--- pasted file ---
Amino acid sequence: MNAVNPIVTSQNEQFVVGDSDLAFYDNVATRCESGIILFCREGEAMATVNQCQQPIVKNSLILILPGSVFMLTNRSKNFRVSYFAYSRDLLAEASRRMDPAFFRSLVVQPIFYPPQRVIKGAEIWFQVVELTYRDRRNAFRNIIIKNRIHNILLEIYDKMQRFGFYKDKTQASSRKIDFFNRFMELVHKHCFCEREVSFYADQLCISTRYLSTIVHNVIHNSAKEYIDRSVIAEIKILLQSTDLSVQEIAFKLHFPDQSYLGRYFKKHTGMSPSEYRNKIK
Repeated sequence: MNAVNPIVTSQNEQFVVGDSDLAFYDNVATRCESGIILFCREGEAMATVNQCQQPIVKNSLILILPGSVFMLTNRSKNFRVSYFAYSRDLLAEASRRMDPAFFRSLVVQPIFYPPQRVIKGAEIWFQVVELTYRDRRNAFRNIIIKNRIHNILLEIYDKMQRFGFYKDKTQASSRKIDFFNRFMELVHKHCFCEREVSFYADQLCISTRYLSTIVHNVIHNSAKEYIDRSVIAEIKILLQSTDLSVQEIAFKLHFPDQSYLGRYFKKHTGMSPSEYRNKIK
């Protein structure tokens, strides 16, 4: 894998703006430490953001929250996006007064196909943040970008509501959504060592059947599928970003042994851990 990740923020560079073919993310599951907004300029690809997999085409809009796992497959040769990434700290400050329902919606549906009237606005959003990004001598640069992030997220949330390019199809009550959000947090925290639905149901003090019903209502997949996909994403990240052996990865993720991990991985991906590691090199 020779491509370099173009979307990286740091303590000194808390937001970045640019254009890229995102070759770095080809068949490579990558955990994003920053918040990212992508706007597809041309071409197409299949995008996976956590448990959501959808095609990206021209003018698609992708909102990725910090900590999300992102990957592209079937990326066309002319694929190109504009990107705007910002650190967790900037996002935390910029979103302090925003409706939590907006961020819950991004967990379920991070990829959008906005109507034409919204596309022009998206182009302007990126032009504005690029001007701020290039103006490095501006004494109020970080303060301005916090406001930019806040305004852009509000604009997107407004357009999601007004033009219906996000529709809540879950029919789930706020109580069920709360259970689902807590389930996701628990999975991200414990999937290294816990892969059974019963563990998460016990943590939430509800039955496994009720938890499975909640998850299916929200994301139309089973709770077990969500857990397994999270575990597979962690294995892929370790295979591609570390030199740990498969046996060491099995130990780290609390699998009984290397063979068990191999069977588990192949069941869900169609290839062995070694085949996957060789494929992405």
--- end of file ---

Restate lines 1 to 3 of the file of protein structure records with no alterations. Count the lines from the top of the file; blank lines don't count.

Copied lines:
Amino acid sequence: MNAVNPIVTSQNEQFVVGDSDLAFYDNVATRCESGIILFCREGEAMATVNQCQQPIVKNSLILILPGSVFMLTNRSKNFRVSYFAYSRDLLAEASRRMDPAFFRSLVVQPIFYPPQRVIKGAEIWFQVVELTYRDRRNAFRNIIIKNRIHNILLEIYDKMQRFGFYKDKTQASSRKIDFFNRFMELVHKHCFCEREVSFYADQLCISTRYLSTIVHNVIHNSAKEYIDRSVIAEIKILLQSTDLSVQEIAFKLHFPDQSYLGRYFKKHTGMSPSEYRNKIK
Repeated sequence: MNAVNPIVTSQNEQFVVGDSDLAFYDNVATRCESGIILFCREGEAMATVNQCQQPIVKNSLILILPGSVFMLTNRSKNFRVSYFAYSRDLLAEASRRMDPAFFRSLVVQPIFYPPQRVIKGAEIWFQVVELTYRDRRNAFRNIIIKNRIHNILLEIYDKMQRFGFYKDKTQASSRKIDFFNRFMELVHKHCFCEREVSFYADQLCISTRYLSTIVHNVIHNSAKEYIDRSVIAEIKILLQSTDLSVQEIAFKLHFPDQSYLGRYFKKHTGMSPSEYRNKIK
């Protein structure tokens, strides 16, 4: 894998703006430490953001929250996006007064196909943040970008509501959504060592059947599928970003042994851990 990740923020560079073919993310599951907004300029690809997999085409809009796992497959040769990434700290400050329902919606549906009237606005959003990004001598640069992030997220949330390019199809009550959000947090925290639905149901003090019903209502997949996909994403990240052996990865993720991990991985991906590691090199 020779491509370099173009979307990286740091303590000194808390937001970045640019254009890229995102070759770095080809068949490579990558955990994003920053918040990212992508706007597809041309071409197409299949995008996976956590448990959501959808095609990206021209003018698609992708909102990725910090900590999300992102990957592209079937990326066309002319694929190109504009990107705007910002650190967790900037996002935390910029979103302090925003409706939590907006961020819950991004967990379920991070990829959008906005109507034409919204596309022009998206182009302007990126032009504005690029001007701020290039103006490095501006004494109020970080303060301005916090406001930019806040305004852009509000604009997107407004357009999601007004033009219906996000529709809540879950029919789930706020109580069920709360259970689902807590389930996701628990999975991200414990999937290294816990892969059974019963563990998460016990943590939430509800039955496994009720938890499975909640998850299916929200994301139309089973709770077990969500857990397994999270575990597979962690294995892929370790295979591609570390030199740990498969046996060491099995130990780290609390699998009984290397063979068990191999069977588990192949069941869900169609290839062995070694085949996957060789494929992405």